"Editors we now work with must be confident across all platforms - including video, live events and social media, and a good presenter," he adds. "Good relations with the community you serve are more important than ever as we spend more time finding and paying for online moderators and signing up people from different communities to write copy - which we pay properly for and edit, too, to ensure it is compelling enough to encourage other community members to contribute."

Small wonder UBM is now shy of calling itself a 'publisher' - a term which simply has too many out-dated connotations, Barrick explains. Marketing services provider is now the business's preferred descriptor with content the driving force that brings the professional buyers and sellers it serves together.

The company's community strategy is another approach the term 'publishing' struggles to convey. Don't mistake 'community' for just another word for 'audience', though. The former is, by definition, more deeply engaged and socially interactive.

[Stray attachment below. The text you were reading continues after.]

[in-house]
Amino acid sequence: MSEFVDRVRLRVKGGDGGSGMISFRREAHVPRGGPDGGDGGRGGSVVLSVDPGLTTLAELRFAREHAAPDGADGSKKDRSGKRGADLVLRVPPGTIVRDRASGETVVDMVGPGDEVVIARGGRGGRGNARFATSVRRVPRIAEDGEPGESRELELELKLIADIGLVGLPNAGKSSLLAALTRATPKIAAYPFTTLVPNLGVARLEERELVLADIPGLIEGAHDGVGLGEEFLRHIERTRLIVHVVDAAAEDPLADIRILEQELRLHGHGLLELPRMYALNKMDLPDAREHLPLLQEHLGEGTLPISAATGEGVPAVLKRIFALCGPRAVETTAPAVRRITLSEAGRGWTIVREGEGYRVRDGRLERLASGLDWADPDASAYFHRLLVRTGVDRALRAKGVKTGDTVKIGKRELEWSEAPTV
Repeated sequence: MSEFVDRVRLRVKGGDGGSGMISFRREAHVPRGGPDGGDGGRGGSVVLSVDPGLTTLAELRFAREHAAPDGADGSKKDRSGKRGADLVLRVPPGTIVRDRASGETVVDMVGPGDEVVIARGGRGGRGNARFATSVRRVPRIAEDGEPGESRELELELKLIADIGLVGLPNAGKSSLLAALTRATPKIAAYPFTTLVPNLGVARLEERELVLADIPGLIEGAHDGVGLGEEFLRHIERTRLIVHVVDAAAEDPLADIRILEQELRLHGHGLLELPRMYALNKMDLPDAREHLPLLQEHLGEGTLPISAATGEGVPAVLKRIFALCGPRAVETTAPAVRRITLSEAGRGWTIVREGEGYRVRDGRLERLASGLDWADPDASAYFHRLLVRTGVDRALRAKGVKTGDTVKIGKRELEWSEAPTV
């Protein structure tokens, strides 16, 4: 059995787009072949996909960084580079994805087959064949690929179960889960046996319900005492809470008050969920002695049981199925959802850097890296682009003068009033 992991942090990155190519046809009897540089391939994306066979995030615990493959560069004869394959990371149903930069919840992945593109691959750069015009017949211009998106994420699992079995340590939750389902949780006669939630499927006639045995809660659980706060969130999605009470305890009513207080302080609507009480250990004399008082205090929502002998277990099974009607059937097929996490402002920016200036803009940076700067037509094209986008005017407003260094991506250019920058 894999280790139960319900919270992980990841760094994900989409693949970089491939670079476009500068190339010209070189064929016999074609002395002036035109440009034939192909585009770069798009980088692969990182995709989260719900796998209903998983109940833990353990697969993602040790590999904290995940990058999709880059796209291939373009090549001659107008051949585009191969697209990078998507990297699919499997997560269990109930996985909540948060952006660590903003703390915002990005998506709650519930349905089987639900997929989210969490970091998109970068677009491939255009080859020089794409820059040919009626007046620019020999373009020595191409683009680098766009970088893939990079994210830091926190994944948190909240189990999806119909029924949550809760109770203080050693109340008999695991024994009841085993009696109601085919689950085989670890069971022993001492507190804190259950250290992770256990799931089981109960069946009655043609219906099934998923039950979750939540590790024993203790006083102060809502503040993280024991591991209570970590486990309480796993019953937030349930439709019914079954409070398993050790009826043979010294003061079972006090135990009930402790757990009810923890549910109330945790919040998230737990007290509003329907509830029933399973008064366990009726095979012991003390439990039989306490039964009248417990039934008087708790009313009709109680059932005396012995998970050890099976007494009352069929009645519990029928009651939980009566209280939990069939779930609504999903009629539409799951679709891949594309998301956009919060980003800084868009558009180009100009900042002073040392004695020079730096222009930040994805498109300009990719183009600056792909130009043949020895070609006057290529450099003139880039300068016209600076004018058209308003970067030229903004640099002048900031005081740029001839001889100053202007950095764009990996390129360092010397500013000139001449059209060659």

Of the 70 or so main professional audiences that it serves, the company defines 45 as 'communities' - groups whose members, though individuals, share a clearly defined purpose and who are sufficiently active and engaged to want to interact with each other in depth to serve both their individual and group interests. A New York-based team set up to investigate, in depth, the best ways to create, manage and meet the best interests of professional communities came up with a set of principles and guidelines now used company-wide and known internally as 'Deus M'.

The aim is to build successful digital communities underpinned by behavioural analytics so UBM can observe and learn how those communities evolve over time rather than simply at an annual live event. "The value of integration is not just around pushing registrations to a trade show through a piece of online content, but understanding the constantly changing dynamics, which topics and experts are hot, and ensuring everything we put out - in magazines, online or at live events is topical and relevant," he explains.